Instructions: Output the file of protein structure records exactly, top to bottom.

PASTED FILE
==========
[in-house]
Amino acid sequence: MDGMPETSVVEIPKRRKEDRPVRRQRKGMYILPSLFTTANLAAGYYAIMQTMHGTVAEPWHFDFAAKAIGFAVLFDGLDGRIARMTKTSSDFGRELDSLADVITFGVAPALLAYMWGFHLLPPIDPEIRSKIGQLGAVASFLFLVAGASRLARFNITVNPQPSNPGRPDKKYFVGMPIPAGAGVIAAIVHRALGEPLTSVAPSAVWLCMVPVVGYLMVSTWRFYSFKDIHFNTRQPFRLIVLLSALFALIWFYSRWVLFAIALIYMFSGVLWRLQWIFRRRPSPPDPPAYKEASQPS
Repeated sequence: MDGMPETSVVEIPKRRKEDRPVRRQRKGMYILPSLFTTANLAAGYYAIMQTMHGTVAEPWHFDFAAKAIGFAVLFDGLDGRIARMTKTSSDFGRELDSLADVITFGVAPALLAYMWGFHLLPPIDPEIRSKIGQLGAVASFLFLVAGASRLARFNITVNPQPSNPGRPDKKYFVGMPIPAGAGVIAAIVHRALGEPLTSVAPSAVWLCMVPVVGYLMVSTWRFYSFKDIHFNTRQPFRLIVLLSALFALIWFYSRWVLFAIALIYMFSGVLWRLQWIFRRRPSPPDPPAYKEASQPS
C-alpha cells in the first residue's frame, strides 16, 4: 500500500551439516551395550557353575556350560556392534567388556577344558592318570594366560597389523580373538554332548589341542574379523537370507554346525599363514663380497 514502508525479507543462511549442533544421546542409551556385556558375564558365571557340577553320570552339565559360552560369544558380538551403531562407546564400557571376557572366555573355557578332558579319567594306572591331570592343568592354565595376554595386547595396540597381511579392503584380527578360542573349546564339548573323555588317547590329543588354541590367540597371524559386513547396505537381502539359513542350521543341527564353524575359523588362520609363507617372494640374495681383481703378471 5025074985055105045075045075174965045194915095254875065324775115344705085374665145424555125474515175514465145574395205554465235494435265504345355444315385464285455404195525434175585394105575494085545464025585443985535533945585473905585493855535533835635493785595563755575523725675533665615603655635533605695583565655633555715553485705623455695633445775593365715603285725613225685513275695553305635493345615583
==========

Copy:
[in-house]
Amino acid sequence: MDGMPETSVVEIPKRRKEDRPVRRQRKGMYILPSLFTTANLAAGYYAIMQTMHGTVAEPWHFDFAAKAIGFAVLFDGLDGRIARMTKTSSDFGRELDSLADVITFGVAPALLAYMWGFHLLPPIDPEIRSKIGQLGAVASFLFLVAGASRLARFNITVNPQPSNPGRPDKKYFVGMPIPAGAGVIAAIVHRALGEPLTSVAPSAVWLCMVPVVGYLMVSTWRFYSFKDIHFNTRQPFRLIVLLSALFALIWFYSRWVLFAIALIYMFSGVLWRLQWIFRRRPSPPDPPAYKEASQPS
Repeated sequence: MDGMPETSVVEIPKRRKEDRPVRRQRKGMYILPSLFTTANLAAGYYAIMQTMHGTVAEPWHFDFAAKAIGFAVLFDGLDGRIARMTKTSSDFGRELDSLADVITFGVAPALLAYMWGFHLLPPIDPEIRSKIGQLGAVASFLFLVAGASRLARFNITVNPQPSNPGRPDKKYFVGMPIPAGAGVIAAIVHRALGEPLTSVAPSAVWLCMVPVVGYLMVSTWRFYSFKDIHFNTRQPFRLIVLLSALFALIWFYSRWVLFAIALIYMFSGVLWRLQWIFRRRPSPPDPPAYKEASQPS
C-alpha cells in the first residue's frame, strides 16, 4: 500500500551439516551395550557353575556350560556392534567388556577344558592318570594366560597389523580373538554332548589341542574379523537370507554346525599363514663380497 514502508525479507543462511549442533544421546542409551556385556558375564558365571557340577553320570552339565559360552560369544558380538551403531562407546564400557571376557572366555573355557578332558579319567594306572591331570592343568592354565595376554595386547595396540597381511579392503584380527578360542573349546564339548573323555588317547590329543588354541590367540597371524559386513547396505537381502539359513542350521543341527564353524575359523588362520609363507617372494640374495681383481703378471 5025074985055105045075045075174965045194915095254875065324775115344705085374665145424555125474515175514465145574395205554465235494435265504345355444315385464285455404195525434175585394105575494085545464025585443985535533945585473905585493855535533835635493785595563755575523725675533665615603655635533605695583565655633555715553485705623455695633445775593365715603285725613225685513275695553305635493345615583